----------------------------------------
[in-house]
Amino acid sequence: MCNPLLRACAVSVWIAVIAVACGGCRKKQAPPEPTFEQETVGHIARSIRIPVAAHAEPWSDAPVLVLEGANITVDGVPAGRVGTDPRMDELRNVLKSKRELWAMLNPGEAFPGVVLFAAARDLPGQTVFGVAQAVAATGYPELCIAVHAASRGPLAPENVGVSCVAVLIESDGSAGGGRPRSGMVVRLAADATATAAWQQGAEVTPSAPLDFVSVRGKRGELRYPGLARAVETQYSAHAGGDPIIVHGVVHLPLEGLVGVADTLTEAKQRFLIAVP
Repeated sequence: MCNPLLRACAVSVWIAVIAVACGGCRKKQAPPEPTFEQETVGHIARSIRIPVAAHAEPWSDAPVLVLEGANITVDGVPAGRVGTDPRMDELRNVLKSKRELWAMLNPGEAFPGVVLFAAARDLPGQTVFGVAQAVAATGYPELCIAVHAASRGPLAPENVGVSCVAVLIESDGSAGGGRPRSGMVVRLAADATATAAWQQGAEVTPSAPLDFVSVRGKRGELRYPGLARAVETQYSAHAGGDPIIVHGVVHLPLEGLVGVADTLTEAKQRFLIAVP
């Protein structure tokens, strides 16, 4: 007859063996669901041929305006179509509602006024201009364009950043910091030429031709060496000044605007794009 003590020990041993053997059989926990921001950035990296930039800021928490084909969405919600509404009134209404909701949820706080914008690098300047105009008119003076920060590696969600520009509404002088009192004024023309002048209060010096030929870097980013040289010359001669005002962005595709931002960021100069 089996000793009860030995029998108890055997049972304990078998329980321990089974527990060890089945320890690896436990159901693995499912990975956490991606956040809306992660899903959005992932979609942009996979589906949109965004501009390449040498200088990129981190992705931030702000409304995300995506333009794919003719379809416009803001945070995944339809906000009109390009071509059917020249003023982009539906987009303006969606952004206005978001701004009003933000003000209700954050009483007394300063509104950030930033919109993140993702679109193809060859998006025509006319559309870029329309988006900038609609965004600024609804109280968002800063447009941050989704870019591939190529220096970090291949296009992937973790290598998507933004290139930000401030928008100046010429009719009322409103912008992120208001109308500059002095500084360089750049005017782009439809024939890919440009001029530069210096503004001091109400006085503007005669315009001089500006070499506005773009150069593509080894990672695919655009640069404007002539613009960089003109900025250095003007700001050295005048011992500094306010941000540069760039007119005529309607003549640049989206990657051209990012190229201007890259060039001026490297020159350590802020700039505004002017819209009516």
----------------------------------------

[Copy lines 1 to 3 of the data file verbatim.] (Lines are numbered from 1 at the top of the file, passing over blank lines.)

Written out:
[in-house]
Amino acid sequence: MCNPLLRACAVSVWIAVIAVACGGCRKKQAPPEPTFEQETVGHIARSIRIPVAAHAEPWSDAPVLVLEGANITVDGVPAGRVGTDPRMDELRNVLKSKRELWAMLNPGEAFPGVVLFAAARDLPGQTVFGVAQAVAATGYPELCIAVHAASRGPLAPENVGVSCVAVLIESDGSAGGGRPRSGMVVRLAADATATAAWQQGAEVTPSAPLDFVSVRGKRGELRYPGLARAVETQYSAHAGGDPIIVHGVVHLPLEGLVGVADTLTEAKQRFLIAVP
Repeated sequence: MCNPLLRACAVSVWIAVIAVACGGCRKKQAPPEPTFEQETVGHIARSIRIPVAAHAEPWSDAPVLVLEGANITVDGVPAGRVGTDPRMDELRNVLKSKRELWAMLNPGEAFPGVVLFAAARDLPGQTVFGVAQAVAATGYPELCIAVHAASRGPLAPENVGVSCVAVLIESDGSAGGGRPRSGMVVRLAADATATAAWQQGAEVTPSAPLDFVSVRGKRGELRYPGLARAVETQYSAHAGGDPIIVHGVVHLPLEGLVGVADTLTEAKQRFLIAVP